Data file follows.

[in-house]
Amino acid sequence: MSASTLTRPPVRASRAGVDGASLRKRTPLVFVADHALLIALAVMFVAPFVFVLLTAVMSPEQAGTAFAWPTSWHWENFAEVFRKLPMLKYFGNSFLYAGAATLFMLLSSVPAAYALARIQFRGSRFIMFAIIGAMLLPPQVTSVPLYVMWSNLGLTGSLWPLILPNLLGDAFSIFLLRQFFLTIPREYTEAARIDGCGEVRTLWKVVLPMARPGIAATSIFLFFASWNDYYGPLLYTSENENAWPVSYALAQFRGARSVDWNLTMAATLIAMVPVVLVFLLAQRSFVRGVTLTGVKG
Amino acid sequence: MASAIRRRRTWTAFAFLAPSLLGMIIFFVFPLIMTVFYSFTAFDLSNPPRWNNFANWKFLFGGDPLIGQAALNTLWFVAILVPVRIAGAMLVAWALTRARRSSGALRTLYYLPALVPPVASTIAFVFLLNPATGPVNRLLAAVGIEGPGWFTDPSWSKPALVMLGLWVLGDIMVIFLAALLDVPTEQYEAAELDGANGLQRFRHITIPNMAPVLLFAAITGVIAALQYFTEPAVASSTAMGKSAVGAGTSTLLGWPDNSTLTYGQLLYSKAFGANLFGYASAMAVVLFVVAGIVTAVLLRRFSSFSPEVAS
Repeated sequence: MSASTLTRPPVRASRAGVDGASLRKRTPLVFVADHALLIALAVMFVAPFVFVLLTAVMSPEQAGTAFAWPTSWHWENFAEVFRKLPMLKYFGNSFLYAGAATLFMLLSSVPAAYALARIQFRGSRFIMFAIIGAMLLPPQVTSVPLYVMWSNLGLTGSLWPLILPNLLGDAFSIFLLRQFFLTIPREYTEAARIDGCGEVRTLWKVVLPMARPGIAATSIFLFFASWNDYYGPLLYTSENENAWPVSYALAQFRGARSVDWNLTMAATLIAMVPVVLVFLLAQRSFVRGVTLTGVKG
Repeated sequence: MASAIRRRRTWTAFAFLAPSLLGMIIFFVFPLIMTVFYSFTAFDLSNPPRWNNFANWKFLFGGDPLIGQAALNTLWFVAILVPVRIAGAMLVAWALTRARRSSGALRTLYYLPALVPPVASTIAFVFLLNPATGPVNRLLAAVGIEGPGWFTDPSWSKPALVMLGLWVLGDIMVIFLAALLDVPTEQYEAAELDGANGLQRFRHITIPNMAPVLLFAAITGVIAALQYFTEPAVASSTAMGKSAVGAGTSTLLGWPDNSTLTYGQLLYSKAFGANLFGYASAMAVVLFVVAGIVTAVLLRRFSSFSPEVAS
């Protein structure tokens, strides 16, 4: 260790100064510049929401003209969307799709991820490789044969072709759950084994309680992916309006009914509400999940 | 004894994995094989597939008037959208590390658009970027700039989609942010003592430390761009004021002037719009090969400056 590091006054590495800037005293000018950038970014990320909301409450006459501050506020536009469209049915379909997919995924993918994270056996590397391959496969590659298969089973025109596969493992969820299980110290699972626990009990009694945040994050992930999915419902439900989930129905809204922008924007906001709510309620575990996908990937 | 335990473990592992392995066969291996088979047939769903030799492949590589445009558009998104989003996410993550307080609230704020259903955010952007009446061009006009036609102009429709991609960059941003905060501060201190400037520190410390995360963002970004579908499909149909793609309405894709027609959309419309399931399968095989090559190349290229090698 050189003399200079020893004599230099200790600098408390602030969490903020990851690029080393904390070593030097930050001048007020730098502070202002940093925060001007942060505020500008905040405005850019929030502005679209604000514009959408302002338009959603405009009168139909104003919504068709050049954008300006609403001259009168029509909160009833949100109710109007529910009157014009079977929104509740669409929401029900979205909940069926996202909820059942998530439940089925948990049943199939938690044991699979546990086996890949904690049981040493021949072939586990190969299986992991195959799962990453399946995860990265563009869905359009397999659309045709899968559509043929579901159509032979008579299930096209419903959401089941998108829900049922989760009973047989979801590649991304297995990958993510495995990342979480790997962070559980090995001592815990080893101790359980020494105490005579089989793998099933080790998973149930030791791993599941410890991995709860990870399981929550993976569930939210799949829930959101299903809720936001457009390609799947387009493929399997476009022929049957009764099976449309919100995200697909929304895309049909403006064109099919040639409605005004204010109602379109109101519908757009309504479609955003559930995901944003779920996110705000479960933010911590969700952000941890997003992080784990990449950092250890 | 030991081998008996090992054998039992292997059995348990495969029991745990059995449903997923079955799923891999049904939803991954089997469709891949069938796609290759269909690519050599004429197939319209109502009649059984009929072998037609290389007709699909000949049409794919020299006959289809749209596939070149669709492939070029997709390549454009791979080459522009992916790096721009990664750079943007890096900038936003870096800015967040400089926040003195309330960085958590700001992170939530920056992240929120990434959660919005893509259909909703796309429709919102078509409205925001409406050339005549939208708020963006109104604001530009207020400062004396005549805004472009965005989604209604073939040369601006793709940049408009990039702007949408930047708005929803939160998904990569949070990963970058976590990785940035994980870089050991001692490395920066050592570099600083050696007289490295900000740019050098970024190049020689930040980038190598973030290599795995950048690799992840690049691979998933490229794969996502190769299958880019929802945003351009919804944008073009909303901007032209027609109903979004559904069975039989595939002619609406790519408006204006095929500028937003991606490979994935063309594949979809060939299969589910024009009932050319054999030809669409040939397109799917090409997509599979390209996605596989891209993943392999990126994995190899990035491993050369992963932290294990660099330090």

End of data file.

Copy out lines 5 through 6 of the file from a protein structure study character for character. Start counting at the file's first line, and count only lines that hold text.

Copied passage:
Repeated sequence: MASAIRRRRTWTAFAFLAPSLLGMIIFFVFPLIMTVFYSFTAFDLSNPPRWNNFANWKFLFGGDPLIGQAALNTLWFVAILVPVRIAGAMLVAWALTRARRSSGALRTLYYLPALVPPVASTIAFVFLLNPATGPVNRLLAAVGIEGPGWFTDPSWSKPALVMLGLWVLGDIMVIFLAALLDVPTEQYEAAELDGANGLQRFRHITIPNMAPVLLFAAITGVIAALQYFTEPAVASSTAMGKSAVGAGTSTLLGWPDNSTLTYGQLLYSKAFGANLFGYASAMAVVLFVVAGIVTAVLLRRFSSFSPEVAS
């Protein structure tokens, strides 16, 4: 260790100064510049929401003209969307799709991820490789044969072709759950084994309680992916309006009914509400999940 | 004894994995094989597939008037959208590390658009970027700039989609942010003592430390761009004021002037719009090969400056 590091006054590495800037005293000018950038970014990320909301409450006459501050506020536009469209049915379909997919995924993918994270056996590397391959496969590659298969089973025109596969493992969820299980110290699972626990009990009694945040994050992930999915419902439900989930129905809204922008924007906001709510309620575990996908990937 | 335990473990592992392995066969291996088979047939769903030799492949590589445009558009998104989003996410993550307080609230704020259903955010952007009446061009006009036609102009429709991609960059941003905060501060201190400037520190410390995360963002970004579908499909149909793609309405894709027609959309419309399931399968095989090559190349290229090698 050189003399200079020893004599230099200790600098408390602030969490903020990851690029080393904390070593030097930050001048007020730098502070202002940093925060001007942060505020500008905040405005850019929030502005679209604000514009959408302002338009959603405009009168139909104003919504068709050049954008300006609403001259009168029509909160009833949100109710109007529910009157014009079977929104509740669409929401029900979205909940069926996202909820059942998530439940089925948990049943199939938690044991699979546990086996890949904690049981040493021949072939586990190969299986992991195959799962990453399946995860990265563009869905359009397999659309045709899968559509043929579901159509032979008579299930096209419903959401089941998108829900049922989760009973047989979801590649991304297995990958993510495995990342979480790997962070559980090995001592815990080893101790359980020494105490005579089989793998099933080790998973149930030791791993599941410890991995709860990870399981929550993976569930939210799949829930959101299903809720936001457009390609799947387009493929399997476009022929049957009764099976449309919100995200697909929304895309049909403006064109099919040639409605005004204010109602379109109101519908757009309504479609955003559930995901944003779920996110705000479960933010911590969700952000941890997003992080784990990449950092250890 | 030991081998008996090992054998039992292997059995348990495969029991745990059995449903997923079955799923891999049904939803991954089997469709891949069938796609290759269909690519050599004429197939319209109502009649059984009929072998037609290389007709699909000949049409794919020299006959289809749209596939070149669709492939070029997709390549454009791979080459522009992916790096721009990664750079943007890096900038936003870096800015967040400089926040003195309330960085958590700001992170939530920056992240929120990434959660919005893509259909909703796309429709919102078509409205925001409406050339005549939208708020963006109104604001530009207020400062004396005549805004472009965005989604209604073939040369601006793709940049408009990039702007949408930047708005929803939160998904990569949070990963970058976590990785940035994980870089050991001692490395920066050592570099600083050696007289490295900000740019050098970024190049020689930040980038190598973030290599795995950048690799992840690049691979998933490229794969996502190769299958880019929802945003351009919804944008073009909303901007032209027609109903979004559904069975039989595939002619609406790519408006204006095929500028937003991606490979994935063309594949979809060939299969589910024009009932050319054999030809669409040939397109799917090409997509599979390209996605596989891209993943392999990126994995190899990035491993050369992963932290294990660099330090």